Dan 9 končan
Dan 9 končan
The biggest spectacle in poker, the November Nine never disappoints, and today was certainly no exception. We've just closed the books on a fantastic day of poker, shrinking our final table down to just three players. It took about 10.5 hours on the clock to set the stage for Tuesday's finale where it will be Pius Heinz, Ben Lamb, and Martin Staszko duking it out for the bracelet.
For the last four months, Ben Lamb has been the one receiving most of the attention, and deservedly so. He's binked a bracelet already this year, and his run to this final table locked up another title, the 2011 WSOP Player of the Year. But Lamb is seemingly unsatisfied by those pedestrian accomplishments, and it's clear that he's got his sights fixed on this Main Event championship. And it looks like it's going to be hard to stop him.
In a fitting conclusion to the night, Lamb has just flopped quad kings to eliminate Matt Giannetti, drawing the crowd into one last frenzy of noise and celebration. It wasn't the first time today Lamb sparked the theater to life.
Beginning play with just about 20 million chips, Benba's initial trend was downward, but that didn't last long. He was responsible for the first elimination of the day when his ace-king dominated Sam Holden, and the last remaining Brit was sent off in ninth place. About an hour later, though, Phil Collins found a lucky double through Lamb to knock him back down into the danger zone. Lamb treaded water for a few hours as the field shrunk to six, and then he got his money in as an underdog. He three-bet shoved with , and Eoghan O'Dea made a big call with ace-nine. Lamb turned a flush draw and rivered an eight to double, though, and O'Dea was sent to the rail in sixth place a short while later.
As the up-and-down day drew to a close, Lamb was still hovering around 25-30 million, and he made another stand with . This time, Matt Giannetti woke up with two jacks, but once again, it was no matter to Lamb. He flopped a flush draw again, and he only needed the turn card to ring in the winner. Giannetti was crippled, and Lamb went ahead and finished him off a short while later.
But the day wasn't all about Ben Lamb, you know. Pius Heinz is the man with more than 100 million chips heading into three-handed play, and he managed to work his way to the top fairly steadily and without much drama over the course of play today. Thirty-nine hands into the day, Heinz dragged a monster pot against Eoghan O'Dea to move from the second-shortest to the second-largest stack in one fell swoop. By hand #43, he was the chip leader, and he would not relinquish that top spot for the remainder of the day. The German won a flip to eliminate Anton Makiievskyi in eighth place a couple orbits later, and he was also responsible for the elimination of Phil Collins in fifth place.
As he collected chips, Heinz's aggression level only picked up, and he was the clear Table Captain for the second half of the day. In the end, he bagged up 107.8 million chips -- well over 50% of the ~205 million in play.
And last but not least, we have Martin Staszko, the start-of-day chip leader. He picked his way through the early pots with some measure of caution, and a couple hours into the day, he put Bob Bounahra out the door. Already crippled down to his last few million chips, Bounahra got the last of his stack in with ace-five against Staszko's ace-seven, and a board full of blanks ended the hopes for him and his home nation of Belize. Staszko also KO'd an already-crippled Eoghan O'Dea in sixth place, but he began to bleed chips thereafter, dropping back into the pack and eventually down to the shortest stack left. But he would not go quietly.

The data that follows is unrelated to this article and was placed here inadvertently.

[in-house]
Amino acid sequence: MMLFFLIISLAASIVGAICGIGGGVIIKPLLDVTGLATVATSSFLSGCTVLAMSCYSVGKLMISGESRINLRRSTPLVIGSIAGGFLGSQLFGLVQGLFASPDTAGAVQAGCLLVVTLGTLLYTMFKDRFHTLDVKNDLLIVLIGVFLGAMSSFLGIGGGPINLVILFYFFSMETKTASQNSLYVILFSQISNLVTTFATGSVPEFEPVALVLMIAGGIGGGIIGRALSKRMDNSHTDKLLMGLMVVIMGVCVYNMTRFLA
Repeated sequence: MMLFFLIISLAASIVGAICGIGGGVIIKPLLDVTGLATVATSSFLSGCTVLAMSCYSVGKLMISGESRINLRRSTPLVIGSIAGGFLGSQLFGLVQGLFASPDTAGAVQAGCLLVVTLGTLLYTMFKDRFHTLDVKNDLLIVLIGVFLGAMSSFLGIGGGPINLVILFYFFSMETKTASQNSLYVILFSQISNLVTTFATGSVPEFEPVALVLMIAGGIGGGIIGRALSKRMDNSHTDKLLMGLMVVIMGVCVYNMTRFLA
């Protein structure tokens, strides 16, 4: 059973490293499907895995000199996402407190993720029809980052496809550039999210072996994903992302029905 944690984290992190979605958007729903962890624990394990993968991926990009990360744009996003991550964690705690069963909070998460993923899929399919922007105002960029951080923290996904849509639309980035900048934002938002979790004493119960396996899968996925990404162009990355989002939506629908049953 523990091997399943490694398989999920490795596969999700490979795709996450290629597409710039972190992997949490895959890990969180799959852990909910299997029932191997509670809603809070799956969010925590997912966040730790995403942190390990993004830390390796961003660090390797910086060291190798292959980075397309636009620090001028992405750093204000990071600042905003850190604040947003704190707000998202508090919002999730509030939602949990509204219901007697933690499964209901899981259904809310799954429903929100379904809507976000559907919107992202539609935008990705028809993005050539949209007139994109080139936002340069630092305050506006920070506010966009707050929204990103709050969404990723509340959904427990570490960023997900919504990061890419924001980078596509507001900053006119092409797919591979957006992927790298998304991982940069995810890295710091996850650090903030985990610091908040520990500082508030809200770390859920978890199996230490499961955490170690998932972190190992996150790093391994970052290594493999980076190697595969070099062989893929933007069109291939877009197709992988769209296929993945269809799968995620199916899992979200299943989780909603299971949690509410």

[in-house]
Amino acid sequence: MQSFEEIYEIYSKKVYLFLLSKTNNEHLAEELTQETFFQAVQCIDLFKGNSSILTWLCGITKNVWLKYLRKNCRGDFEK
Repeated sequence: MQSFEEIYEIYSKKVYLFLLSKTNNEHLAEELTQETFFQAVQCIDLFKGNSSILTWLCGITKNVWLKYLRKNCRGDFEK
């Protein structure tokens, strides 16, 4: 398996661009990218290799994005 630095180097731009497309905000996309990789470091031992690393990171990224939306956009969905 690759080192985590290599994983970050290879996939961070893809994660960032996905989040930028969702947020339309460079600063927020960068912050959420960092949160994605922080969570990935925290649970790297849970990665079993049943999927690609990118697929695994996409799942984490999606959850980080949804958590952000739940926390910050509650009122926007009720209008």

Heinz tried for the knockout in a big pot with pocket sixes, and Staszko was racing for the double with ace-eight. Another couple eights on the flop kept the Czech in the game, and he bagged up just a few more chips than he began the day with. Here's how he and the other finalists stack up.
The final showdown is set for 5:30 PM on Tuesday, and we'll be right back in our ringside seats to bring you the action. Just two more eliminations separate us from our 2011 Main Event Champion, and if today was any indication, Tuesday will be a monster day.
Until then, all that's left is goodnight!
The final three players are counting their stacks before bagging and tagging. We'll be back with a recap shortly.
Matt Giannetti had the button and moved all in for 12 million. Ben Lamb made the call.
Giannetti was on the ropes again as both cheering sections roared for their players. The dealer ran out the flop and the rolled out to give Lamb, oh, just quads! His fans erupted while the rest of the room was wondering if Ben Lamb was actually a real life human being.
The turn was the and river the to officially eliminate Giannetti and set the final three.
Martin Staszko had the button, and Pius Heinz took another walk in the big blind.
Ben Lamb was on the button to start this hand.
Pius Heinz raised to 2.5 million and Lamb called. The flop came down and Heinz bet 2.8 million. Lamb called.
The turn was the and Heinz bet 6.3 million. Lamb made the call.
The river was the and Heinz sat under the gaze of Lamb before acting. He then bet 20 million, which was just about 80% of the pot. Lamb folded and Heinz won the pot.
Pius Heinz had the button. Matt Giannetti open-shoved for 6.750 million under the gun, and the table folded around to big blind Martin Staszko. When he looked at his cards, his eyes immediately shot upward as if he had a decision to make. He asked for the count, then made the call.
Well, the news was good for Giannetti, and he'd hold serve on the flop. The turn came the to pair the board and provide a few chop outs for Staszko, but the sent the double to Giannetti.
He's still the low man on the totem pole, but he's back to 14.4 million and still has a fightin' chance here tonight.